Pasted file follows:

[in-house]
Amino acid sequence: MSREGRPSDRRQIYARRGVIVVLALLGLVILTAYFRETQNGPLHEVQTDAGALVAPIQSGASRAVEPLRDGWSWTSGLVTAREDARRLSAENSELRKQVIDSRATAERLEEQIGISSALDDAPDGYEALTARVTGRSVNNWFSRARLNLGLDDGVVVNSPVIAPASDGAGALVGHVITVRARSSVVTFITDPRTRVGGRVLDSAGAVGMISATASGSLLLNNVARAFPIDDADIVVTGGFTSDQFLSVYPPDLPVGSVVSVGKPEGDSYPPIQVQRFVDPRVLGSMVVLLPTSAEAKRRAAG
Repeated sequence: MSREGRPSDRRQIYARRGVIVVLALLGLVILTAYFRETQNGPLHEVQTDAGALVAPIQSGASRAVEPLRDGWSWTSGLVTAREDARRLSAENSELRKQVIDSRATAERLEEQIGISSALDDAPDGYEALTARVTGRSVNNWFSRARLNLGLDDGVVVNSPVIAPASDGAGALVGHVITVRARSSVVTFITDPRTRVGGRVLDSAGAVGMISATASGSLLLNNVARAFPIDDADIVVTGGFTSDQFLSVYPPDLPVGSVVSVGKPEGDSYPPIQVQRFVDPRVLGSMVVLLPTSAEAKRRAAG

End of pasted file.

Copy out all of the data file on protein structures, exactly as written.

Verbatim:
[in-house]
Amino acid sequence: MSREGRPSDRRQIYARRGVIVVLALLGLVILTAYFRETQNGPLHEVQTDAGALVAPIQSGASRAVEPLRDGWSWTSGLVTAREDARRLSAENSELRKQVIDSRATAERLEEQIGISSALDDAPDGYEALTARVTGRSVNNWFSRARLNLGLDDGVVVNSPVIAPASDGAGALVGHVITVRARSSVVTFITDPRTRVGGRVLDSAGAVGMISATASGSLLLNNVARAFPIDDADIVVTGGFTSDQFLSVYPPDLPVGSVVSVGKPEGDSYPPIQVQRFVDPRVLGSMVVLLPTSAEAKRRAAG
Repeated sequence: MSREGRPSDRRQIYARRGVIVVLALLGLVILTAYFRETQNGPLHEVQTDAGALVAPIQSGASRAVEPLRDGWSWTSGLVTAREDARRLSAENSELRKQVIDSRATAERLEEQIGISSALDDAPDGYEALTARVTGRSVNNWFSRARLNLGLDDGVVVNSPVIAPASDGAGALVGHVITVRARSSVVTFITDPRTRVGGRVLDSAGAVGMISATASGSLLLNNVARAFPIDDADIVVTGGFTSDQFLSVYPPDLPVGSVVSVGKPEGDSYPPIQVQRFVDPRVLGSMVVLLPTSAEAKRRAAG